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Chinua Achebe - BIOGRAPHY
Chinua Achebe’s novels and critical pronouncements have profoundly influenced his readers’ understanding of Africans and their lives and have formed the basis for many discussions of ‘the African novel.’ Many great English novelists like Joseph Conrad, Graham Greene and E.M. Forster have influenced him, but Achebe transcends these influences and writes with an authentic African consciousness, interpreting his own traditions and culture in a language that is essentially native, the Igbo-derived English. In fact, one of Achebe’s greatest achievements is the creation of a prose style that, while incorporating African usage and thought patterns, is fluid, lucid and is in impeccably good English. It is a product of a sophisticated mind thoroughly educated in English language and literature as well as his own native culture.
To his credit, Achebe has written four other major novels since Things Fall Apart. In 1960, he wrote the sequel, No Longer at Ease. In 1964, he wrote Arrow of God and in 1966, A Man of the People. All were written within a comparatively brief span of eight years. His first novel Things Fall Apart is considered to be a literary classic and read all over the English-speaking world. It has been translated into many languages and won him a major literary prize the year after it was published. Apart from these, he has produced a few essays of critical and sociological interest, like ‘English and the African Writer’, ‘The Novelist as a Teacher’ and ‘The Role of the African Writer in a New Nation.’ Achebe’s work reflects his preoccupation with the sociological and humanistic aspects of his nation, both in past and the present times.
It is justified to call Chinua Achebe ‘the father of the African novel in English.’ His influence both as a creative writer, political activist, and a critic has been immense. In particular, his use of ‘African English,’ drawing on proverbs, tales and idioms of traditional Igbo culture has provided a legitimate literary voice of post-colonial Africa to emerge.
Politics and writing share a symbiotic relationship and Achebe believes that the writer should be “at the head of the big social and political issues of contemporary Africa. ” Many writers from former European-dominated colonies share his view that the writer’s role in these new emergent nations should be linked to the social and political welfare of the country. As he claims, “I am a protest writer” and that “any good story, any good novel, should have a message....”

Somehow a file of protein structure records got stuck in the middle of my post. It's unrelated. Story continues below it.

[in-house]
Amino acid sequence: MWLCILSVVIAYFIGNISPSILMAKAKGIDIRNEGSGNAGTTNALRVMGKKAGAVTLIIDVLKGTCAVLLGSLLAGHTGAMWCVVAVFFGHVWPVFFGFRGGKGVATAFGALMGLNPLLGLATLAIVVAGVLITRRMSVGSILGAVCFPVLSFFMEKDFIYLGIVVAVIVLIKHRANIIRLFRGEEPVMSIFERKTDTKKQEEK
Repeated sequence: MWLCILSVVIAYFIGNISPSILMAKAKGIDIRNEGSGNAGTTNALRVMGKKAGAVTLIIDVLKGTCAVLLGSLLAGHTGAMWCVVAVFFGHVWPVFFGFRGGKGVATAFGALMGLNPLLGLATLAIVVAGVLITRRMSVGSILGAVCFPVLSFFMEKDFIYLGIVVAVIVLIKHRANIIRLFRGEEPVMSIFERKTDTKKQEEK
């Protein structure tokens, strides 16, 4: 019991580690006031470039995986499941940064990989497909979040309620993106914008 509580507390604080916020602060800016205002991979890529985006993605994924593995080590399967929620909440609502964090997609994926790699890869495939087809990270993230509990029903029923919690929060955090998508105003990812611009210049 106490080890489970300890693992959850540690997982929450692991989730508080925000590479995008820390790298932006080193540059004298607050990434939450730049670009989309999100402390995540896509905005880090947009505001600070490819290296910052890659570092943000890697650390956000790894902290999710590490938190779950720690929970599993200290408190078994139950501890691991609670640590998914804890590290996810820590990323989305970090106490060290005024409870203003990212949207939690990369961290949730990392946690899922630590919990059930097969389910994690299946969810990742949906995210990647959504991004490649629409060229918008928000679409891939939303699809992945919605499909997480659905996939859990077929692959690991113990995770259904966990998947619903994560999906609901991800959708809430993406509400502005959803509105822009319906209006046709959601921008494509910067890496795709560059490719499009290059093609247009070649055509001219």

Since the sixties, Achebe has been doing more teaching and lecturing and less fiction writing, although he has published books for the young and has concentrated exclusively on educating them. He also wrote Anthills of the Savannah, which was a finalist for the Booker Prize in England in 1987. Much of his later writing since the seventies has been wrapped up in the political turmoil of Nigeria which has undergone a series of upheavals and coup d’etats by various political factions. In the sixties, Achebe was targeted for persecution by one of the non-Igbo lead governments as a dissident and so he fled with his family to Eastern Nigeria, which had declared itself an independent state called Biafra. After a bloody civil war, Biafra was defeated and Achebe exiled himself to Europe and then America.
Achebe has received many honors, and his fame has spread not only in Africa, but all over the Commonwealth, Europe and America. He has been made a Fellow of the Modern Languages Association of U.S.A. and has been awarded Honorary Doctorates by the Universities of Sterling and Southampton. He has also won the coveted Neil Gunn Fellowship awarded by the Scottish Arts Council.
At present, Chinua Achebe lives with his wife in Annandale, New York where they both teach at Bard College. They have four children.
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TheBestNotes.com Staff. "TheBestNotes on Things Fall Apart".
. 09 May 2017